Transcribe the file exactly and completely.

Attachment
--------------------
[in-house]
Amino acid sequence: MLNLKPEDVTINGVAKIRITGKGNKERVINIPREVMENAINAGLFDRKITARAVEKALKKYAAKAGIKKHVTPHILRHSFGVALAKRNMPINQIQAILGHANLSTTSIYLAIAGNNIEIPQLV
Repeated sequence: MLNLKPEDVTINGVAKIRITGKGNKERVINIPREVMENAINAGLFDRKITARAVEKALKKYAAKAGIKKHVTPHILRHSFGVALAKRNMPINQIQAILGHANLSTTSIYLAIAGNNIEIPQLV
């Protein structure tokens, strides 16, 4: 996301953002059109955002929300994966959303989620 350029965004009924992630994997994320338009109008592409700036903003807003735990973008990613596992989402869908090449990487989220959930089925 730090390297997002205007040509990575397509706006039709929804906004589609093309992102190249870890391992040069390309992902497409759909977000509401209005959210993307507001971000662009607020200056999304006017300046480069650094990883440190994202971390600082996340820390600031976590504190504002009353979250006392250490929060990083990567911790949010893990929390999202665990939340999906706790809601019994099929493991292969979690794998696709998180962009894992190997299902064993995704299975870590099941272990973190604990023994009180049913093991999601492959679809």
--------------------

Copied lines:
[in-house]
Amino acid sequence: MLNLKPEDVTINGVAKIRITGKGNKERVINIPREVMENAINAGLFDRKITARAVEKALKKYAAKAGIKKHVTPHILRHSFGVALAKRNMPINQIQAILGHANLSTTSIYLAIAGNNIEIPQLV
Repeated sequence: MLNLKPEDVTINGVAKIRITGKGNKERVINIPREVMENAINAGLFDRKITARAVEKALKKYAAKAGIKKHVTPHILRHSFGVALAKRNMPINQIQAILGHANLSTTSIYLAIAGNNIEIPQLV
């Protein structure tokens, strides 16, 4: 996301953002059109955002929300994966959303989620 350029965004009924992630994997994320338009109008592409700036903003807003735990973008990613596992989402869908090449990487989220959930089925 730090390297997002205007040509990575397509706006039709929804906004589609093309992102190249870890391992040069390309992902497409759909977000509401209005959210993307507001971000662009607020200056999304006017300046480069650094990883440190994202971390600082996340820390600031976590504190504002009353979250006392250490929060990083990567911790949010893990929390999202665990939340999906706790809601019994099929493991292969979690794998696709998180962009894992190997299902064993995704299975870590099941272990973190604990023994009180049913093991999601492959679809």